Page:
Fresh Amendments to the Copyright Rules: Are these enough?

A new amendment in the copyright rules has been in the works since 2019. The Department of Industry and Internal Trade had proposed the rules with the aim of increasing efficiency in the procedural law. The last amendment happened in 2016 when “services” were brought under the purview of the copyright act. However, as technology is evolving at an exponential rate, a new amendment to ensure that the copyright law is in tandem with the evolving trends was long due. In this article, the author analyses the amendments made to the copyright rules and tries to identify what concerns still need attention, perhaps via an amendment in the Copyright Act.

Important Amendments in a Move Towards Digitization

Fresh Amendments to the Copyright RulesThe new rules seek to switch to the digital mode as it brings in new procedural requirements which promote digital handling of publication and payment procedures. The publication of copyrights no longer needs to be done be in the Official Gazette rather the rules state that a Copyright Journal shall be maintained for publication of copyrights. Furthermore, like the Trademarks Registry available online, the Copyrights Journal could be found on the Copyrights website.

Certain provisions have been added to improve the handling of payment of royalties by the Copyright society. The electronic payment mechanisms, which are supposed to be created should also be able to trace when then payments have been made. In cases where the authors or owners cannot be identified, such royalties have to be deposited separately by the Copyrights society. If such royalties have not been paid to the authors due to lack of identification for 3 years since the day on which they accrued, the amount is to be used for the welfare of Copyrights society. Furthermore, to increase accountability, the corporate society shall now have to maintain Annual transparency reports under rule 65A which would account for the activities undertaken by the society such as refusal in granting of licenses, royalties assessed, collected, distributed, etc.

An amendment has been made in Rule 70, which brings relief to copyright owners for computer programs as the previous requirement of submitting the entire source code, has been relaxed now. Such Copyright owners now have to submit only the first 10 pages and last 10 pages of the code or in cases where the code is less than 20 pages entire code has to be submitted.

Lastly, as stipulated in the Finance Act, 2017, the powers of the Copyright Board have been transferred to the Appellate Board, However, it is important to note here that the President has also promulgated the Tribunal Reforms Ordinance, 2021, which has abolished the Intellectual Property Appellate Board (IPAB) and given its powers to the Commercial Courts and High Courts. Therefore, the amendment in copyright rules is to be read with the Tribunal Reforms Ordinance to give effect to the transfer of powers.

Unaddressed concerns

While it is clear that the government has made its move to bring transparency and efficiency in the functioning, there are still concerns that have not been addressed. The Amendments brought with respect to the Copyright Journal and Electronic Payments are necessary but a little late in the game. Technology is advancing at an exponential rate but the law seems to be lagging behind. Modern technology like Artificial intelligence (AI) is gaining thrust and evolving as the day goes by. The technology behind AI has developed to an extent where it can produce its own content without much interference from humans. The Indian Copyright Act as of now only gives rights to works of authors or owners who are natural persons, therefore, a provision needs to be made for including the AI under its scope.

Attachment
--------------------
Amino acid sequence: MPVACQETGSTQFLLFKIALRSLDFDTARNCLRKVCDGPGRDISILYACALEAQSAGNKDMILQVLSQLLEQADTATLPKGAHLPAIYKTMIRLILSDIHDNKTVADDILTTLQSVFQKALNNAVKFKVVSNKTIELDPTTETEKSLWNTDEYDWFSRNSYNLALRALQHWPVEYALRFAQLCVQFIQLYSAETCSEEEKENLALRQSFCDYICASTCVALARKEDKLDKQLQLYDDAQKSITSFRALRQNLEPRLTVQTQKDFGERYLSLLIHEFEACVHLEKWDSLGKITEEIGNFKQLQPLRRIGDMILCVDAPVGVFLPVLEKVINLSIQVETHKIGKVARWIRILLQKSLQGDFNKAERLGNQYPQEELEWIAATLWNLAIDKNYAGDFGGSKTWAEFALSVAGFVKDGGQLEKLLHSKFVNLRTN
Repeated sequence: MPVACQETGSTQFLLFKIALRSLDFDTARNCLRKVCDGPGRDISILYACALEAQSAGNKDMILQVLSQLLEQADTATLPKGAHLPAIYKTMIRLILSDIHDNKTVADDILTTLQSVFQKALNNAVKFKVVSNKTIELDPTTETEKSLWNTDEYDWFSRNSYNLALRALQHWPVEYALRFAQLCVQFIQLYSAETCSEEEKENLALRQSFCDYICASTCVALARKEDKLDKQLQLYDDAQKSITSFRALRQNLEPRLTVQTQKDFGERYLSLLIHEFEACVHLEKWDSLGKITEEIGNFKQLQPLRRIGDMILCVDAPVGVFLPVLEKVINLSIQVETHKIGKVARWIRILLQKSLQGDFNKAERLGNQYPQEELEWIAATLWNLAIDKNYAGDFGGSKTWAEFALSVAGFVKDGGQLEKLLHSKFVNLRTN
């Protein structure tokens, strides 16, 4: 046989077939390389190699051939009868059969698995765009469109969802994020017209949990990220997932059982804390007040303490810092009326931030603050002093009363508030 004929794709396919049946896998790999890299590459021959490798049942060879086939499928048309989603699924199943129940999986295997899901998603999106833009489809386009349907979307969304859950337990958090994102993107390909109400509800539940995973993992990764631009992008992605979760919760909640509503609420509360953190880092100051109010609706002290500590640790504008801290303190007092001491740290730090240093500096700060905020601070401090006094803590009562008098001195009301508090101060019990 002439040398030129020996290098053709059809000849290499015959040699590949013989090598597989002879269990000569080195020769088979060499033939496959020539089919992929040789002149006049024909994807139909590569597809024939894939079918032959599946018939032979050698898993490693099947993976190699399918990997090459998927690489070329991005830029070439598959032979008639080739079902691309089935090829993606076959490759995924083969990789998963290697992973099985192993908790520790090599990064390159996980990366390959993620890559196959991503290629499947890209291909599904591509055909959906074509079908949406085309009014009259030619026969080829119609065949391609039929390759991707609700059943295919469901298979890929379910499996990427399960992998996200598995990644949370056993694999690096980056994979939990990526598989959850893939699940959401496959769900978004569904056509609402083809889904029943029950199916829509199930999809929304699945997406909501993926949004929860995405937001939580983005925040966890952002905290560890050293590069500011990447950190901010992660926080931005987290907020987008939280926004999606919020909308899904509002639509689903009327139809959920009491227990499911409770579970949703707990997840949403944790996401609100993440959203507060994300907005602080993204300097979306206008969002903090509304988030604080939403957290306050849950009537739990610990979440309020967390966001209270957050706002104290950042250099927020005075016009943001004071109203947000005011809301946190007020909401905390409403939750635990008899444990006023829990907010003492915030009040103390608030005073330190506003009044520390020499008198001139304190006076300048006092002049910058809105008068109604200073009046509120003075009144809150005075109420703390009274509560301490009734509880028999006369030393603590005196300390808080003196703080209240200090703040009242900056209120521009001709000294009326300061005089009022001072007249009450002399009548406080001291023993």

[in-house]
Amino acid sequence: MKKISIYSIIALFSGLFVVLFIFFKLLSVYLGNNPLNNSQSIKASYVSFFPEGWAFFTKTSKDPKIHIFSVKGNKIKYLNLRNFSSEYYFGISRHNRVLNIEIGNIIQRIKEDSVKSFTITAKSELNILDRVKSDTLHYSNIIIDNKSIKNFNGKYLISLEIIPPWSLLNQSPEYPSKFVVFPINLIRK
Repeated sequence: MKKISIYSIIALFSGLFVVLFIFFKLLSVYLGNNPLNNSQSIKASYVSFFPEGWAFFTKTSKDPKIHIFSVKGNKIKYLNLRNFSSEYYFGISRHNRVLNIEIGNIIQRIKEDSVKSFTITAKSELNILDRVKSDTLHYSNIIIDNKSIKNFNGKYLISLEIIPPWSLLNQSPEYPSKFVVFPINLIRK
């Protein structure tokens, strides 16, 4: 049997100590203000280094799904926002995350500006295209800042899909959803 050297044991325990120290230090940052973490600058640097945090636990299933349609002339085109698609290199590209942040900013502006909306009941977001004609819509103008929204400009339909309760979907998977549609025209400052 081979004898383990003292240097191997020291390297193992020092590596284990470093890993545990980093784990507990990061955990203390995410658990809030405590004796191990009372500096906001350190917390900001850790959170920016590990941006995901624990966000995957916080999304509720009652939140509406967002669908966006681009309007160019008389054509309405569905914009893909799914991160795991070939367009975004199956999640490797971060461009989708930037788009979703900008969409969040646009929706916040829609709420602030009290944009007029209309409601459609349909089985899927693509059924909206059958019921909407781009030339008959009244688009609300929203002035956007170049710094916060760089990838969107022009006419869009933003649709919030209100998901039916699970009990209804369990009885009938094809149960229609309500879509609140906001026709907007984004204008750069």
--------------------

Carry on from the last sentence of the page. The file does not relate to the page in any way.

Another concern that has been of relevance to late is statutory licensing for internet streaming services. Currently, the statute does not include any provision which caters to the licensing required by internet streaming services. There was some scope of obtaining the license as a “broadcasting organization” but such route has been shut down by the Bombay High Court in the case of Tips Industries Ltd. v. Wynk Music Ltd. While the draft rules in 2019 did touch upon this issue no changes have materialized in the current amendment.

It is pertinent to note, however, that a change of such broad nature cannot be given effect solely by amending the rules unless the Copyright Act itself stands amended. At this point, it seems that another wave of changes is required, which would begin with the Act and then trickle down to corresponding rules.

Conclusion

As anticipated, the rules focus mainly on increasing transparency and efficient management, but inarguably there is still a need for substantial changes which bring the laws in coordination with the technological advancements. However, it seems that these changes in rules can be brought only when corresponding changes have been made in the Copyright Act.

Author: Nayanika Gupta a 3rd-year student of BA.LLB.(Hons) of National Law Institute University (Bhopal) intern at Khurana And Khurana, IP Attorney and Advocates. In case of any queries please contact/write back to us at aishani@khuranaandkhurana.com.

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